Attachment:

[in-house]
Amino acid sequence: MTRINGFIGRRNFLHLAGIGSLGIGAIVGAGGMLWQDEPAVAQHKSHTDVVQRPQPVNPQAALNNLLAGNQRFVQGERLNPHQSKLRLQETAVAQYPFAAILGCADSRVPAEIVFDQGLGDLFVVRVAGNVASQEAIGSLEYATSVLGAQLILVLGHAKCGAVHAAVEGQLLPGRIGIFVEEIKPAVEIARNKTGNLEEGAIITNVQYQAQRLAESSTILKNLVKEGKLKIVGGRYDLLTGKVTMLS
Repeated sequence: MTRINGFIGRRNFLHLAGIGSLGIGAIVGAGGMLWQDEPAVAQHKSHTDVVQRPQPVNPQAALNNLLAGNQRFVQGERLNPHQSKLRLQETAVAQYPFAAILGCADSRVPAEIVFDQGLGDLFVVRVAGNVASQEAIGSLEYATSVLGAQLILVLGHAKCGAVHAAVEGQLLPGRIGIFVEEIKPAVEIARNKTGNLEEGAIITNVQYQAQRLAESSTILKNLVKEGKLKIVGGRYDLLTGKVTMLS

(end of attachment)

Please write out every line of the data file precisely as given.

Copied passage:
[in-house]
Amino acid sequence: MTRINGFIGRRNFLHLAGIGSLGIGAIVGAGGMLWQDEPAVAQHKSHTDVVQRPQPVNPQAALNNLLAGNQRFVQGERLNPHQSKLRLQETAVAQYPFAAILGCADSRVPAEIVFDQGLGDLFVVRVAGNVASQEAIGSLEYATSVLGAQLILVLGHAKCGAVHAAVEGQLLPGRIGIFVEEIKPAVEIARNKTGNLEEGAIITNVQYQAQRLAESSTILKNLVKEGKLKIVGGRYDLLTGKVTMLS
Repeated sequence: MTRINGFIGRRNFLHLAGIGSLGIGAIVGAGGMLWQDEPAVAQHKSHTDVVQRPQPVNPQAALNNLLAGNQRFVQGERLNPHQSKLRLQETAVAQYPFAAILGCADSRVPAEIVFDQGLGDLFVVRVAGNVASQEAIGSLEYATSVLGAQLILVLGHAKCGAVHAAVEGQLLPGRIGIFVEEIKPAVEIARNKTGNLEEGAIITNVQYQAQRLAESSTILKNLVKEGKLKIVGGRYDLLTGKVTMLS